Dual Plasmepsin IX/X Inhibitors: An Antimalarial Drug Discovery Collaboration

Vials in chemistry lab

Department of Chemistry and Chemical Biology

Location: Peirce 116

Speaker: John A. McCauley, Ph.D., Senior Director, Medicinal Chemistry, Merck, West Point, PA


Drug resistance to first-line antimalarials is increasing, resulting in a critical need for the discovery of new malaria treatments with novel mechanisms of action. In collaboration with the Walter and Eliza Hall Institute and with funding from the Welcome Trust, a phenotypic screen of Merck’s aspartyl protease inhibitor library identified a series of inhibitors of a new target, plasmepsin X (PMX). Early exploration of this series, aided by use of a PMX homology model, resulted in the discovery of leads that also inhibit plasmepsin IX (PMIX), another essential aspartic protease. Further potency and PK profile optimization yielded WM-382, a potent dual PMIX/X inhibitor with robust in vivo efficacy at multiple stages of the malaria parasite lifecycle and with an excellent resistance profile.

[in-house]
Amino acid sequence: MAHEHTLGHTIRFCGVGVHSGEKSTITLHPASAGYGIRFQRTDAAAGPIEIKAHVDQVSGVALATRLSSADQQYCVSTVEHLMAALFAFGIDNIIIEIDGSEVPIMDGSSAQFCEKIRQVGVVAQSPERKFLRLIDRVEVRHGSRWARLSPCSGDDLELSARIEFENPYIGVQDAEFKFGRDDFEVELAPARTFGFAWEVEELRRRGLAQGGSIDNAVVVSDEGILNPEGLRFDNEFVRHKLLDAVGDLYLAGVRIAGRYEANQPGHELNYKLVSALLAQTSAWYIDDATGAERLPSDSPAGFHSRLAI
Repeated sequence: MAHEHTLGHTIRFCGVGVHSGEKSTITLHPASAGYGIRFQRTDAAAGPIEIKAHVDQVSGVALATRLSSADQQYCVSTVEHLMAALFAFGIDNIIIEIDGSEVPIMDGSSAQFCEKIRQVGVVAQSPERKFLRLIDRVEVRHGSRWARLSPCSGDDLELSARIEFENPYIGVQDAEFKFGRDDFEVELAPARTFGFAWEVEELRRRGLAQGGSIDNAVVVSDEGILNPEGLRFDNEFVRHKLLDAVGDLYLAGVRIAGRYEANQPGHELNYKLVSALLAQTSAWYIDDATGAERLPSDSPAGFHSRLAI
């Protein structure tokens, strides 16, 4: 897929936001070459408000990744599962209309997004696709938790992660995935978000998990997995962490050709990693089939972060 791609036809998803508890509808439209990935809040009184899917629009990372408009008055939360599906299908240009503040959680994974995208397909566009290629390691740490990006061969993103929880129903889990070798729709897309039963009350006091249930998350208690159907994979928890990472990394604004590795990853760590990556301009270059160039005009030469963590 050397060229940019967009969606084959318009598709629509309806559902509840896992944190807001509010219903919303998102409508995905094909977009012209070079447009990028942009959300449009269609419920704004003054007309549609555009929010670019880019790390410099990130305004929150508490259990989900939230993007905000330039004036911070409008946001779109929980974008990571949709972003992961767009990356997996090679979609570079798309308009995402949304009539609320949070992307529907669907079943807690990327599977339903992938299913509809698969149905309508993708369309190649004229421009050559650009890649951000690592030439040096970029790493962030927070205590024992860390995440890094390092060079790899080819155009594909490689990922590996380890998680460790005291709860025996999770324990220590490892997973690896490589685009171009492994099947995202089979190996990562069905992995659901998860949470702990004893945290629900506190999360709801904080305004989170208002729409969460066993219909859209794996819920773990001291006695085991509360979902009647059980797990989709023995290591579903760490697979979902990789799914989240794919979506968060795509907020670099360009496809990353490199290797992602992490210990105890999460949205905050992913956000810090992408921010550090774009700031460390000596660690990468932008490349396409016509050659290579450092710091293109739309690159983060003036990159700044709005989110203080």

John McCauley

Over the past 25 years, John and his group have been involved in the design and synthesis of fifteen compounds entering clinical development, including the combination therapy for the treatment of hepatitis C virus infection, ZEPATIER (elbasvir/grazoprevir), and HCV NS3/4a protease inhibitor VANIHEP (vaniprevir). He currently leads Neglected Tropical Disease Chemistry at Merck. John was awarded the Gordon E. Moore Medal from the Society of Chemical Industry in 2015 and was recognized with an American Chemical Society Heroes of Chemistry Award in 2017 as part of the ZEPATIER team. John graduated from Swarthmore College in 1991, received a Ph.D. in organic chemistry from the University of Pennsylvania, and was an NIH postdoctoral fellow at Harvard University.